"that cabinet should be a safe place where ministers can frankly and secretly speak their minds. But he also says there is no excuse for Australia's blanket cabinet secrecy. Until recently in Queensland, bureaucrats could routinely wheel trolley-loads of documents into the cabinet room just to exempt them from Freedom of Information laws. Hartigan says the public's right to know should trump cabinet secrecy in cases such as this newspaper's publication of leaked documents revealing security weaknesses at Australian airports. The solution, he suggests, is provided by New Zealand's Official Information Act, which has encouraged cabinet papers and minutes to be routinely released unless there is a good reason, such as national security, not to. "While the New Zealand model presumes openness from the outset, ours still presumes that cabinet information is always secret. It's subtle, but it's the wrong way round," Hartigan writes.
Monday, April 12, 2010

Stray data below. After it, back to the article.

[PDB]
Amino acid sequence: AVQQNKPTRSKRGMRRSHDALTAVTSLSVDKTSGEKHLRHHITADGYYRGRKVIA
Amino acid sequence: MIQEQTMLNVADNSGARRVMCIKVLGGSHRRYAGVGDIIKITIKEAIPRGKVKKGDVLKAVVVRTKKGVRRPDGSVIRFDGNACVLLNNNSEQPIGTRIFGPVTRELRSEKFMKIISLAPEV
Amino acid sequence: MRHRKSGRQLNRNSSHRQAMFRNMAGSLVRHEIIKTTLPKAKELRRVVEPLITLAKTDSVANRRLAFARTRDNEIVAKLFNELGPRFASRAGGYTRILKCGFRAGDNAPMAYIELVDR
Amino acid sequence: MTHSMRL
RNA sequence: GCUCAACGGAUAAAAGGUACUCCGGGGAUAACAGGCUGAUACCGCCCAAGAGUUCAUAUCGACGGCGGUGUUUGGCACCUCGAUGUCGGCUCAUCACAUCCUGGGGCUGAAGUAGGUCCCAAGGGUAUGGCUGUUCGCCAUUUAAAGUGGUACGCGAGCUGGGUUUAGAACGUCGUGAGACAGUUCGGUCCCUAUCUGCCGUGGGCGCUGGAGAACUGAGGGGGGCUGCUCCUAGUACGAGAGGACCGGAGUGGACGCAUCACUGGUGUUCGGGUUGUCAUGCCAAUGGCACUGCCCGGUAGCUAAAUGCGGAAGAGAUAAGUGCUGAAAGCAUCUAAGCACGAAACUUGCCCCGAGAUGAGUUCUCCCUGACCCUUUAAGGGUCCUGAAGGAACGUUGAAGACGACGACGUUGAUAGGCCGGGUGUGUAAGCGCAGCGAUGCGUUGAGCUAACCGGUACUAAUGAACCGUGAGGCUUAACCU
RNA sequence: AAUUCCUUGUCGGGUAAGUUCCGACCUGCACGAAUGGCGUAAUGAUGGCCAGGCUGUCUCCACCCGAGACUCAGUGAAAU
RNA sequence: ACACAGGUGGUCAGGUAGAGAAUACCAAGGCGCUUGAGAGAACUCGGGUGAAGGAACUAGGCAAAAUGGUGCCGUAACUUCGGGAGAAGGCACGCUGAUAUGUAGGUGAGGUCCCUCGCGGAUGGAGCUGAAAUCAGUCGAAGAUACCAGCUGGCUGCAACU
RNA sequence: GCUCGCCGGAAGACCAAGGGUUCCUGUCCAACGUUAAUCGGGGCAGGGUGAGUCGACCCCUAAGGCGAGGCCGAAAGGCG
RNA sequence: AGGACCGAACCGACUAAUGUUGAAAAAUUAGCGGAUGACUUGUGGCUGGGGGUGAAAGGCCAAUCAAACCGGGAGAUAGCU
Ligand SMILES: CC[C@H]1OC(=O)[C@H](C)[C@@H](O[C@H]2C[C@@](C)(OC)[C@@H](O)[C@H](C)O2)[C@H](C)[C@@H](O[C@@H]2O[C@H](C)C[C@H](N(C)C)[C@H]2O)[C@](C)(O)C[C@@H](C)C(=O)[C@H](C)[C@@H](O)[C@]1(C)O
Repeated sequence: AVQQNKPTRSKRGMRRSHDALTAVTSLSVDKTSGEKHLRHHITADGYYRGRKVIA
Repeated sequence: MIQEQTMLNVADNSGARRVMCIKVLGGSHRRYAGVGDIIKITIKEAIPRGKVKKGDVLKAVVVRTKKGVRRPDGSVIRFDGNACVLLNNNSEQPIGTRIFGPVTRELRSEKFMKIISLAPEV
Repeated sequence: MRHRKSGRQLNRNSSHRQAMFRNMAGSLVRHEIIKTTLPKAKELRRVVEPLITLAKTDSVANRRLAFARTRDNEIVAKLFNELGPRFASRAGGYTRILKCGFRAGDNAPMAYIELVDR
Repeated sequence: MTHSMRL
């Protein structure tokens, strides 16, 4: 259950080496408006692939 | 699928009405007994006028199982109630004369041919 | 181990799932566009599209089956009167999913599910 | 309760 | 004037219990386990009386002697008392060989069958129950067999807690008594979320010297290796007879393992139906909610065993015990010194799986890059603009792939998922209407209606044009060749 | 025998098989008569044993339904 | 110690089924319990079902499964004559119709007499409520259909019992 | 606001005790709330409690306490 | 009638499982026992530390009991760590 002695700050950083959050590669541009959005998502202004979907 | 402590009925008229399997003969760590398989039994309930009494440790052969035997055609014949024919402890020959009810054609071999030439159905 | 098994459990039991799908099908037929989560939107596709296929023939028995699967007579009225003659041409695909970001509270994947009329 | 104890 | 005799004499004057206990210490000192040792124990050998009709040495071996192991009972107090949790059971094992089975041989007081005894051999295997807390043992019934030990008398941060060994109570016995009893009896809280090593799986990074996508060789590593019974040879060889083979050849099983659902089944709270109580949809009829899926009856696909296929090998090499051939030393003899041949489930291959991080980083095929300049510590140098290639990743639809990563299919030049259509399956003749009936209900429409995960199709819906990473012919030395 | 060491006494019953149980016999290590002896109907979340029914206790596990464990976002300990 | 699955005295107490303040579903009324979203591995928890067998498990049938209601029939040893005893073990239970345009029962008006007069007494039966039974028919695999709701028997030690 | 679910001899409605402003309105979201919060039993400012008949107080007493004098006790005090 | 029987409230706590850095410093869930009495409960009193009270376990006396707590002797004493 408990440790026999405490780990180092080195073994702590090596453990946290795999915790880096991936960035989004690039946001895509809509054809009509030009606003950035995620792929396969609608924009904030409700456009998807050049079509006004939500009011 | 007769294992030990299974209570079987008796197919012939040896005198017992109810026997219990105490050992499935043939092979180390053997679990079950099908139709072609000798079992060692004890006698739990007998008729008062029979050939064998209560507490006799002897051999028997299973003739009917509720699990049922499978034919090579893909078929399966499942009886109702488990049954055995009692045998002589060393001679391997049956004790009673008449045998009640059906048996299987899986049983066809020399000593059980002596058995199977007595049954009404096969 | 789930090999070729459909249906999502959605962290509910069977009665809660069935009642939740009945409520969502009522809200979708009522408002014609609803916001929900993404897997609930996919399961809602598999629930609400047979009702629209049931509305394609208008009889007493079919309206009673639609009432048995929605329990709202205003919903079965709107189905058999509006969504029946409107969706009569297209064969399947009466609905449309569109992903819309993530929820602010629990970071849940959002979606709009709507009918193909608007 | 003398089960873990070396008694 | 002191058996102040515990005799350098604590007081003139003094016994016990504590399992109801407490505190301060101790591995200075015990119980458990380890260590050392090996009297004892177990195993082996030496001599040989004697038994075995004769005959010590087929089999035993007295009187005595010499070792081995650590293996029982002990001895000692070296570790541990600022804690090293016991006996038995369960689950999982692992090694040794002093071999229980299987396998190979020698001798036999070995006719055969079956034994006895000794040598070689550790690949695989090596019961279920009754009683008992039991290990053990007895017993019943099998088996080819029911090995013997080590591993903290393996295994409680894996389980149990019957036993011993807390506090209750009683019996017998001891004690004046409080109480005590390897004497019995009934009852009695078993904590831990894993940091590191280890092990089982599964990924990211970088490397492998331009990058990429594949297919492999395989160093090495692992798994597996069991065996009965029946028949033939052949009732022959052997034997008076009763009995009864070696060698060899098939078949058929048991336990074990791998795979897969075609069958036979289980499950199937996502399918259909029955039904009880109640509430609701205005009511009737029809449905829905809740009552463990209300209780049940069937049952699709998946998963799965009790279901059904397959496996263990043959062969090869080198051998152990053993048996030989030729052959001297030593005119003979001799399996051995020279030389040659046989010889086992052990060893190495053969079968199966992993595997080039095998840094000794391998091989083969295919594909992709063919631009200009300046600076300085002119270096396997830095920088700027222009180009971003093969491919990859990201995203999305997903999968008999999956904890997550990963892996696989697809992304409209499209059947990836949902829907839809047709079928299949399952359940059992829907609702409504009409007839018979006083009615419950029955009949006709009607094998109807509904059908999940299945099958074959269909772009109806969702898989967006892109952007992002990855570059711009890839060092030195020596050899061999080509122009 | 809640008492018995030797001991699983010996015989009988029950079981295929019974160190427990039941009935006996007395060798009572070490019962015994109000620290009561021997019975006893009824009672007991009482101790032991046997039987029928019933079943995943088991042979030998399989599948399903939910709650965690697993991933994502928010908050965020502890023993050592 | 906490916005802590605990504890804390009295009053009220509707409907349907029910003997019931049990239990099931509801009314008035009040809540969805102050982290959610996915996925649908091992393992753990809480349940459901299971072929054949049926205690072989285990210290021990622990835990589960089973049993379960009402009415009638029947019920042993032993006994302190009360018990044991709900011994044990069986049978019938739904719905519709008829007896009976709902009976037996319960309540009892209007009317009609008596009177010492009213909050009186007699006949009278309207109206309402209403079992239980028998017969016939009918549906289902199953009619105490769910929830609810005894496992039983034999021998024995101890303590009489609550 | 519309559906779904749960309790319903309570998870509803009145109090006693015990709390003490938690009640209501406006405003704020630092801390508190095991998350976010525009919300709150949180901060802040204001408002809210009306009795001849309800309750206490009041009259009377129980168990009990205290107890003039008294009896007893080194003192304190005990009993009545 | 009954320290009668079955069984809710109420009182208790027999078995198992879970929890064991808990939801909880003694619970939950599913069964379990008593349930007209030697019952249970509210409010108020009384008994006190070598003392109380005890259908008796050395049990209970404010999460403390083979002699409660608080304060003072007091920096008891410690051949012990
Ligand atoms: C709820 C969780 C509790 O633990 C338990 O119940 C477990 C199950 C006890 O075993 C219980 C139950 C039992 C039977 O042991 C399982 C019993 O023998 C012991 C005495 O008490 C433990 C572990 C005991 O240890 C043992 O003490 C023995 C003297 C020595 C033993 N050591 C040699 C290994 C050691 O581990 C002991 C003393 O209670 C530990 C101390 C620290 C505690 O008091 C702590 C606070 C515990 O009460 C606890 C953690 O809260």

What if, on balance, the public interest always determined the outcome?
There's plenty of scope for "what if" thinking about government openness and transparency. John Hartigan, chairman and chief executive of News Limited, writes in What if? edited by Peta Seaton to be published on 16 April, about cabinet documents and the blanket secrecy afforded them under our freedom of information laws. I'm afraid it's all over red rover on this sort of idea in the current round of FOI reforms, and "what if all exemptions included a public interest test" is an even better question. In this Weekend Australian article on the book by Michael Stutchbury, Hartigan concedes